On our FAQ page, under the question, “What problems may cellular agriculture bring about?”, we outline some of these potential issues, and while this topic is certainly deserving of more than a few paragraphs, we attempt to elaborate below on some of the biggest challenges that cellular agriculture could present if implemented globally:
JOB LOSS - We find this to be the first, and most pertinent point when thinking about how the “good” stacks up to the “bad”. We approach this topic of job loss with a balance of empathy and reality. While we find it difficult to imagine a cellular agriculture revolution that does not impact conventional industries through job loss, it is something that our field does have the means to mitigate and an area we highly encourage our industry partners to stress as a priority.
It is our view that the potential for job loss is obvious with cellular agriculture’s future, but many people do not share this sentiment. We have encountered many antagonists who believe the world’s consumers will never be interested in future products made via cellular agriculture, and so a “revolution” in their eyes seems equally infallible. All that can be said to those parties who are disinterested in preparing for the potential agricultural revolution which CellAg could bring about, is that the opportunity is now to think about future directions. There are opportunities with companies themselves, as well as roles in the supply chain to produce raw materials that are needed for components in the production process like cellular media, for instance. With that said, many still hold the position that conventional animal farming is not under threat, but our warning remains that “the ship is sinking” and we are delighted to work with those members who are looking to grab a “life raft” early on. At the very least, we believe it’s important to open up a dialogue on what an animal agriculture to cellular agriculture transition could look like for the world this century, and how this could affect many generations of people integrated into the conventional farming industry.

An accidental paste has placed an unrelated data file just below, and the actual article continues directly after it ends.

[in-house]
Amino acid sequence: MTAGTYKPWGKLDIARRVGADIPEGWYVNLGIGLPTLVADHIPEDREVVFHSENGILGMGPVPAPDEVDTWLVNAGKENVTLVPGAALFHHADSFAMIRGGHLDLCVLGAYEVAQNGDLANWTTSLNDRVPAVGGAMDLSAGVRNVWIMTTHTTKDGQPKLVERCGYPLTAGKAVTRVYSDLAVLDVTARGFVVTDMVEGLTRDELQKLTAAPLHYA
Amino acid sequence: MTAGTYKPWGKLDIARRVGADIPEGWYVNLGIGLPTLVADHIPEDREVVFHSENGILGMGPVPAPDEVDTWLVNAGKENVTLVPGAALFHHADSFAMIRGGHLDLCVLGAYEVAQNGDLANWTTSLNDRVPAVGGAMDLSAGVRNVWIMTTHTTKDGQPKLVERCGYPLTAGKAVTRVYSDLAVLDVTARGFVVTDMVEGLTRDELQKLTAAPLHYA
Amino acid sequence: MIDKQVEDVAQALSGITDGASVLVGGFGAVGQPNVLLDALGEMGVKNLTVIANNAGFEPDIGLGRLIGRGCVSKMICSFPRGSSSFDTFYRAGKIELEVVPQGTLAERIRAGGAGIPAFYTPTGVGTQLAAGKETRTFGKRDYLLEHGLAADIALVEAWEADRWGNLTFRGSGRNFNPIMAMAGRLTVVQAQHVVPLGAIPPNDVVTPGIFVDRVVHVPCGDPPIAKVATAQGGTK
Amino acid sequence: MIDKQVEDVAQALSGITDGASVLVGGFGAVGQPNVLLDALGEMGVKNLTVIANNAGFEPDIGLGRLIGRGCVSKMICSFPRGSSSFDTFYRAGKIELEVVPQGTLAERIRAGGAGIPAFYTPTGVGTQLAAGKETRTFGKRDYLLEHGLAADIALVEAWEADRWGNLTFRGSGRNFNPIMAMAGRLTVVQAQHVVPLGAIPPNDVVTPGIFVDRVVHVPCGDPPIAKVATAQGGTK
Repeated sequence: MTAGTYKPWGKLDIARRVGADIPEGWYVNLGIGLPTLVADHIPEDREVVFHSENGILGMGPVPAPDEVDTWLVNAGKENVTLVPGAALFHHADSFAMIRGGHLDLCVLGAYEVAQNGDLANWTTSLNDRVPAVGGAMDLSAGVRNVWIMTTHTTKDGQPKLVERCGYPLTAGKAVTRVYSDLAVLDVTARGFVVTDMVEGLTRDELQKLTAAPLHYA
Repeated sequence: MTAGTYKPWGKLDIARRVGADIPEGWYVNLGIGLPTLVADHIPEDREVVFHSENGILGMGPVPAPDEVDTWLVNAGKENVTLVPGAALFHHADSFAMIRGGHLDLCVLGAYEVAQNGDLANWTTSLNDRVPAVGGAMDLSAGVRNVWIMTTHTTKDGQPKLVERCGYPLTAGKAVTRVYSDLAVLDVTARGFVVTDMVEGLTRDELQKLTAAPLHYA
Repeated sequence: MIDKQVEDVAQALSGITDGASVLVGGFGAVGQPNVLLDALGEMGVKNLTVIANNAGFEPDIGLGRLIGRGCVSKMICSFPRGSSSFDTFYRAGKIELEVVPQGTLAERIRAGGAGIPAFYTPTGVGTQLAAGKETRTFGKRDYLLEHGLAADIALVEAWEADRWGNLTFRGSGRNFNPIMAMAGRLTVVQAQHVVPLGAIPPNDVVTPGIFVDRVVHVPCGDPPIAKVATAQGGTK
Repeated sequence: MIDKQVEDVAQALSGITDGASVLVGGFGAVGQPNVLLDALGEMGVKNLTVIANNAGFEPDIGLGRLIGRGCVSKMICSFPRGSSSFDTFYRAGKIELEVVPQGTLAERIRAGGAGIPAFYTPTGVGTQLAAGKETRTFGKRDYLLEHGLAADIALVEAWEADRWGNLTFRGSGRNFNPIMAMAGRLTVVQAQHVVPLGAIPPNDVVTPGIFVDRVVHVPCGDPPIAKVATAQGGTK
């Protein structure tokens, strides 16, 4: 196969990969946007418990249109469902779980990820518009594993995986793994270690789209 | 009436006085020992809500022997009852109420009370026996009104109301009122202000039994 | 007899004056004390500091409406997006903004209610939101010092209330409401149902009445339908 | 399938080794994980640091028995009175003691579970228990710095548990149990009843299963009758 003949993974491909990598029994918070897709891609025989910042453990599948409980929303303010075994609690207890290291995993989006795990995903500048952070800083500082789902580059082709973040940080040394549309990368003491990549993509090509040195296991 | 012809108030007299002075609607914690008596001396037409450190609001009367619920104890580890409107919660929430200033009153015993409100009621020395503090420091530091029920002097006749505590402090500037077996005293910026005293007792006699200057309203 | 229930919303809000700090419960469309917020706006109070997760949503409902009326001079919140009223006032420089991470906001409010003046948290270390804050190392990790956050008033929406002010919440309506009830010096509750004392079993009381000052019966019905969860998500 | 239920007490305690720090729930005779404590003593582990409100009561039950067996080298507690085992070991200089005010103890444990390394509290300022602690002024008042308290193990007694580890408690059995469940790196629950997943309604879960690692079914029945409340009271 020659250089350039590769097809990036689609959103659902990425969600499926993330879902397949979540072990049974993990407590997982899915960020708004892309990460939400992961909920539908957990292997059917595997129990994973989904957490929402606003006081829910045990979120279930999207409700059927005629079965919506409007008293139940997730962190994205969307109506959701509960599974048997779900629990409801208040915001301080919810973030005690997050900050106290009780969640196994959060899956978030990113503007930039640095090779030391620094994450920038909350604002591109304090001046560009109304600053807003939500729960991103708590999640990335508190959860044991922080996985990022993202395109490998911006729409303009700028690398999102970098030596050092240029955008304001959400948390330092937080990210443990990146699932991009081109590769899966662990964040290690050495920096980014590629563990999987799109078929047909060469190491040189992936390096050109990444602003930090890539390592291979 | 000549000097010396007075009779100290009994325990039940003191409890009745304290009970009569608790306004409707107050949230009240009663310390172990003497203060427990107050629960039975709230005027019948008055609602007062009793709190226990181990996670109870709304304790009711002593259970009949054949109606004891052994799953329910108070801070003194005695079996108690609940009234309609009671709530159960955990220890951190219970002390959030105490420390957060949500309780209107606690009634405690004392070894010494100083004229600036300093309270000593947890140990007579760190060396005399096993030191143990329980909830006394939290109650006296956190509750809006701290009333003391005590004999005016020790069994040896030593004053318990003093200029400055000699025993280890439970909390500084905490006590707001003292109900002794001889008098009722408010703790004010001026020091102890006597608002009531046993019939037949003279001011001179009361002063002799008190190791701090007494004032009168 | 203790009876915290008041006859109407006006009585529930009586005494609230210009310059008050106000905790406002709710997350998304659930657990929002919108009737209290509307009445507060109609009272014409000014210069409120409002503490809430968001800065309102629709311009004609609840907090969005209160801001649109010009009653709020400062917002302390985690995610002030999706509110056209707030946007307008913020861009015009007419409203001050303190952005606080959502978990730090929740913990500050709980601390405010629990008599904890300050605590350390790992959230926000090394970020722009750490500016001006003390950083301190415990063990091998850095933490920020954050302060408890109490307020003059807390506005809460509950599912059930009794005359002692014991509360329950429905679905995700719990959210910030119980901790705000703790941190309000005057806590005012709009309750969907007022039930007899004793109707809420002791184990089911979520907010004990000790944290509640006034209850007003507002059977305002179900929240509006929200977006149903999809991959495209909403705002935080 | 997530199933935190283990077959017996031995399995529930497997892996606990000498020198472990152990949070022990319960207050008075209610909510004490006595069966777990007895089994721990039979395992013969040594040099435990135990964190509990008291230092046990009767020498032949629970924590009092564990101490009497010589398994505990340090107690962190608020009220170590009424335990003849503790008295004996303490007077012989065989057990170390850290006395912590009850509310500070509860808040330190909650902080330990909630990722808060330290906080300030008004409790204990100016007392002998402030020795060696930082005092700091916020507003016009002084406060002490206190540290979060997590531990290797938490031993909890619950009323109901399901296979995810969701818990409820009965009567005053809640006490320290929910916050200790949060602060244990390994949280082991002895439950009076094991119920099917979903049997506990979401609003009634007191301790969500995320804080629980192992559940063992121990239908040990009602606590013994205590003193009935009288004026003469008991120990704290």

ENVIRONMENTAL IMPACT INEFFICIENCIES - Cellular agriculture’s environmental impact is highly dependent upon the exact product being made, but early LCA (Life Cycle Analysis) research on meat produced via cellular agriculture has suggested a number of potential environmental issues. An Oxford study, summarized by the MIT Tech Review, suggested that meat made via cellular agriculture could have sustainability inefficiencies, even to the degree that its production could emit more greenhouse gas emissions via carbon dioxide than animal agriculture’s production emits methane; while the majority of greenhouse gas emissions from CellAg will likely be carbon dioxide, which has a weaker impact in the short term than methane, carbon dioxide has a greater, prolonged negative impact than methane related to environmental damage in the long term. Other research has suggested that the sustainability gains made through lower greenhouse gas emissions, less water consumption, and less land use could be negatively offset by the higher energy demands cell-based meat production could have.
PERFECT BIOMIMICRY - Based on the gradient of complexity, 1st-generation products made via cellular agriculture will not be the exact same as their conventionally-produced counterparts. In other words, producing a rotisserie chicken is not as much on the horizon as chicken nuggets or hamburger patties. This is not to say that multiple more decades of R&D within the field would be unable to lead to such expansion of product lines, but to claim that all animal products made via animal agriculture will have identical cellular agriculture-produced equivalents is misleading. Perfectly recreating any type of animal product with cellular agriculture is projected to be, at a minimum, many decades away. Major unknowns across various interconnected fields of science and technology, such as 3D printing and bioengineering, will need to be addressed to make such a dream a reality.